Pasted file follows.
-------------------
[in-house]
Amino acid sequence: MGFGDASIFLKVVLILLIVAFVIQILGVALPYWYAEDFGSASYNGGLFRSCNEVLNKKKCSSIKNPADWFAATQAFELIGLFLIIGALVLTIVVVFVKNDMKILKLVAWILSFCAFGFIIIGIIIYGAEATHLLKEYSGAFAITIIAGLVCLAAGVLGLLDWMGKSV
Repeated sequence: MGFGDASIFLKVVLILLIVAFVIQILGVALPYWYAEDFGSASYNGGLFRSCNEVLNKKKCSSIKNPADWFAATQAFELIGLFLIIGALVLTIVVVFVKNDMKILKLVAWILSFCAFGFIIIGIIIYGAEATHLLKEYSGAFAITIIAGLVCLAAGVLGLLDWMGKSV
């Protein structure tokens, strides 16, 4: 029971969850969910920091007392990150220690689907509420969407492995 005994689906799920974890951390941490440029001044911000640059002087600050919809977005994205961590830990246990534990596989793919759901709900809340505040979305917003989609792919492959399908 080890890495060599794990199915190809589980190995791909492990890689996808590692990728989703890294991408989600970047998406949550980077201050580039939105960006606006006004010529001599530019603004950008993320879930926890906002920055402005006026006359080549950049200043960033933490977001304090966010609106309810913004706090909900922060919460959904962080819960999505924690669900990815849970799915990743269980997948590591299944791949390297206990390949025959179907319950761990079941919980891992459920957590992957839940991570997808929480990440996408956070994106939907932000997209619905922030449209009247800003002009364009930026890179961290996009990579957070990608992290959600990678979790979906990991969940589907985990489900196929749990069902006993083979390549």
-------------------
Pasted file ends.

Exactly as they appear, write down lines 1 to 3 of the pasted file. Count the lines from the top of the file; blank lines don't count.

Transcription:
[in-house]
Amino acid sequence: MGFGDASIFLKVVLILLIVAFVIQILGVALPYWYAEDFGSASYNGGLFRSCNEVLNKKKCSSIKNPADWFAATQAFELIGLFLIIGALVLTIVVVFVKNDMKILKLVAWILSFCAFGFIIIGIIIYGAEATHLLKEYSGAFAITIIAGLVCLAAGVLGLLDWMGKSV
Repeated sequence: MGFGDASIFLKVVLILLIVAFVIQILGVALPYWYAEDFGSASYNGGLFRSCNEVLNKKKCSSIKNPADWFAATQAFELIGLFLIIGALVLTIVVVFVKNDMKILKLVAWILSFCAFGFIIIGIIIYGAEATHLLKEYSGAFAITIIAGLVCLAAGVLGLLDWMGKSV